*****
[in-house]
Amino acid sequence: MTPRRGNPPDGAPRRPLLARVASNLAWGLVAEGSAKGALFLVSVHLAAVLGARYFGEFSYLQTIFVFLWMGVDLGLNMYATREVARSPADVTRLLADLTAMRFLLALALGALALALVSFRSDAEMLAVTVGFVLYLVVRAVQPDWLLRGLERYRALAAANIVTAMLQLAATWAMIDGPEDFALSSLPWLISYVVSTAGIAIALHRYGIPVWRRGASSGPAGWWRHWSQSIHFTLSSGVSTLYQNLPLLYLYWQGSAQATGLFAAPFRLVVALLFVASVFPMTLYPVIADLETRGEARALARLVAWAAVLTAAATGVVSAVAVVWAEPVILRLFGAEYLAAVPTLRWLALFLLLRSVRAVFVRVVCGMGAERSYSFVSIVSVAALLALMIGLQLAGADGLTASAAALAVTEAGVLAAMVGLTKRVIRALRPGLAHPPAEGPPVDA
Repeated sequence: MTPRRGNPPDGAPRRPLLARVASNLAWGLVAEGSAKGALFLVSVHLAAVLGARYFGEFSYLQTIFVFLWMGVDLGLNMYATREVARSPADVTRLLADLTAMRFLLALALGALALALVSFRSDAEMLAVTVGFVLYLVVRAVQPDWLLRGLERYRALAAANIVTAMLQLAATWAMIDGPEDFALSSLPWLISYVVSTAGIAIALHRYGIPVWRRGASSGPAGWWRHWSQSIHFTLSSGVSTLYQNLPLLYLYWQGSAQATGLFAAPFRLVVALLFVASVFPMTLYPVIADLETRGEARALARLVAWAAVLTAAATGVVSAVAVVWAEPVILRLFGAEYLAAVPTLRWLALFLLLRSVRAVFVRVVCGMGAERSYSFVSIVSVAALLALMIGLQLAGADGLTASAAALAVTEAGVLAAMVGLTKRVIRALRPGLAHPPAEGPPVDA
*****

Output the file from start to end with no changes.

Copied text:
[in-house]
Amino acid sequence: MTPRRGNPPDGAPRRPLLARVASNLAWGLVAEGSAKGALFLVSVHLAAVLGARYFGEFSYLQTIFVFLWMGVDLGLNMYATREVARSPADVTRLLADLTAMRFLLALALGALALALVSFRSDAEMLAVTVGFVLYLVVRAVQPDWLLRGLERYRALAAANIVTAMLQLAATWAMIDGPEDFALSSLPWLISYVVSTAGIAIALHRYGIPVWRRGASSGPAGWWRHWSQSIHFTLSSGVSTLYQNLPLLYLYWQGSAQATGLFAAPFRLVVALLFVASVFPMTLYPVIADLETRGEARALARLVAWAAVLTAAATGVVSAVAVVWAEPVILRLFGAEYLAAVPTLRWLALFLLLRSVRAVFVRVVCGMGAERSYSFVSIVSVAALLALMIGLQLAGADGLTASAAALAVTEAGVLAAMVGLTKRVIRALRPGLAHPPAEGPPVDA
Repeated sequence: MTPRRGNPPDGAPRRPLLARVASNLAWGLVAEGSAKGALFLVSVHLAAVLGARYFGEFSYLQTIFVFLWMGVDLGLNMYATREVARSPADVTRLLADLTAMRFLLALALGALALALVSFRSDAEMLAVTVGFVLYLVVRAVQPDWLLRGLERYRALAAANIVTAMLQLAATWAMIDGPEDFALSSLPWLISYVVSTAGIAIALHRYGIPVWRRGASSGPAGWWRHWSQSIHFTLSSGVSTLYQNLPLLYLYWQGSAQATGLFAAPFRLVVALLFVASVFPMTLYPVIADLETRGEARALARLVAWAAVLTAAATGVVSAVAVVWAEPVILRLFGAEYLAAVPTLRWLALFLLLRSVRAVFVRVVCGMGAERSYSFVSIVSVAALLALMIGLQLAGADGLTASAAALAVTEAGVLAAMVGLTKRVIRALRPGLAHPPAEGPPVDA